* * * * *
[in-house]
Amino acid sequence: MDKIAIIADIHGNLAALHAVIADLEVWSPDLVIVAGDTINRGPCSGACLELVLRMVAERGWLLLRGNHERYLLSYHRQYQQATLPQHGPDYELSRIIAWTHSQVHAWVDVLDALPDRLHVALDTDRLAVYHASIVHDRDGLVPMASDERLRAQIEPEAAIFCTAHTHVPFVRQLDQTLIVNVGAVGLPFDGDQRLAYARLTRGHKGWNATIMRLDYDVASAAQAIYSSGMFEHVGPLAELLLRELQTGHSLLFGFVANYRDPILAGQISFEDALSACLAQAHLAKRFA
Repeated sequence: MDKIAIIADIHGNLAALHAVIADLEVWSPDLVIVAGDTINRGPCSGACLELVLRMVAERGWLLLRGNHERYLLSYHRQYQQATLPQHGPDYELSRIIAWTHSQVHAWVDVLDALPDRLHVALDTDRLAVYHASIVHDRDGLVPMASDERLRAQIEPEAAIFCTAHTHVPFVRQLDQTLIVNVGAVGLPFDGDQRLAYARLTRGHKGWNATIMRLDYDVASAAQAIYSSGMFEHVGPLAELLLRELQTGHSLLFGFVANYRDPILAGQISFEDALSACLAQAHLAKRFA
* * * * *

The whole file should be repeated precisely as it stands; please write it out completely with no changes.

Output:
[in-house]
Amino acid sequence: MDKIAIIADIHGNLAALHAVIADLEVWSPDLVIVAGDTINRGPCSGACLELVLRMVAERGWLLLRGNHERYLLSYHRQYQQATLPQHGPDYELSRIIAWTHSQVHAWVDVLDALPDRLHVALDTDRLAVYHASIVHDRDGLVPMASDERLRAQIEPEAAIFCTAHTHVPFVRQLDQTLIVNVGAVGLPFDGDQRLAYARLTRGHKGWNATIMRLDYDVASAAQAIYSSGMFEHVGPLAELLLRELQTGHSLLFGFVANYRDPILAGQISFEDALSACLAQAHLAKRFA
Repeated sequence: MDKIAIIADIHGNLAALHAVIADLEVWSPDLVIVAGDTINRGPCSGACLELVLRMVAERGWLLLRGNHERYLLSYHRQYQQATLPQHGPDYELSRIIAWTHSQVHAWVDVLDALPDRLHVALDTDRLAVYHASIVHDRDGLVPMASDERLRAQIEPEAAIFCTAHTHVPFVRQLDQTLIVNVGAVGLPFDGDQRLAYARLTRGHKGWNATIMRLDYDVASAAQAIYSSGMFEHVGPLAELLLRELQTGHSLLFGFVANYRDPILAGQISFEDALSACLAQAHLAKRFA